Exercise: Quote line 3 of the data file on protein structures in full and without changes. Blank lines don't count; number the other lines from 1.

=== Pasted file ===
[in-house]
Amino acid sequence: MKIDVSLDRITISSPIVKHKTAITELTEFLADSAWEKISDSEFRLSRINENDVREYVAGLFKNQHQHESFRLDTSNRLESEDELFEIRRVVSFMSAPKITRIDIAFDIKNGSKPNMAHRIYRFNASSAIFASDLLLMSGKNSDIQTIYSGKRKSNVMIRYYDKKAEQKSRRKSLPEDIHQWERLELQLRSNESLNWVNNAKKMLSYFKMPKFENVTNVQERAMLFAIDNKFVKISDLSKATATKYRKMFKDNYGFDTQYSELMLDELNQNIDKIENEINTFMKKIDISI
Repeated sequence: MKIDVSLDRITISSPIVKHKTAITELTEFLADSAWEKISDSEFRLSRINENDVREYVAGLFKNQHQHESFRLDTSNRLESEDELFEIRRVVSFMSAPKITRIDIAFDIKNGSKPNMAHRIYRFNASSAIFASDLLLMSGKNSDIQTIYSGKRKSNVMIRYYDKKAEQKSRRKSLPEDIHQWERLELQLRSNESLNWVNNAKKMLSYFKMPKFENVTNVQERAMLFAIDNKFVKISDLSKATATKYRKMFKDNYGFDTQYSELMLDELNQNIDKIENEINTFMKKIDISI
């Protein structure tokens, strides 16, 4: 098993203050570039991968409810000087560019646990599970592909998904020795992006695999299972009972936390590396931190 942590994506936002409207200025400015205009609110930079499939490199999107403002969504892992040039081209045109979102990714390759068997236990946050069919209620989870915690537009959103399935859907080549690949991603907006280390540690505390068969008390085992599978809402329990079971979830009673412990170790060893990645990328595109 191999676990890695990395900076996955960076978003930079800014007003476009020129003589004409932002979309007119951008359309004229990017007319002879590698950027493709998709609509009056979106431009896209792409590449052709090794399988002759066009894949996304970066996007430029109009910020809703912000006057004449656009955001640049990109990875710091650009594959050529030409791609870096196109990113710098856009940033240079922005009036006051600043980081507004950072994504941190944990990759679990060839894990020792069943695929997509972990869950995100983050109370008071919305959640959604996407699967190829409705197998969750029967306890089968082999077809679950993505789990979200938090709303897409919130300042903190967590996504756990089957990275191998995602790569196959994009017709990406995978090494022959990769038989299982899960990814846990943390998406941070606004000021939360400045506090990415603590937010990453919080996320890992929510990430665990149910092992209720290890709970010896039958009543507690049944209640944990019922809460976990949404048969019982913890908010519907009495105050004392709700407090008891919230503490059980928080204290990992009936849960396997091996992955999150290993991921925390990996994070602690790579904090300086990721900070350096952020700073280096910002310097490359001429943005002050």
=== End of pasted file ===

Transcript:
Repeated sequence: MKIDVSLDRITISSPIVKHKTAITELTEFLADSAWEKISDSEFRLSRINENDVREYVAGLFKNQHQHESFRLDTSNRLESEDELFEIRRVVSFMSAPKITRIDIAFDIKNGSKPNMAHRIYRFNASSAIFASDLLLMSGKNSDIQTIYSGKRKSNVMIRYYDKKAEQKSRRKSLPEDIHQWERLELQLRSNESLNWVNNAKKMLSYFKMPKFENVTNVQERAMLFAIDNKFVKISDLSKATATKYRKMFKDNYGFDTQYSELMLDELNQNIDKIENEINTFMKKIDISI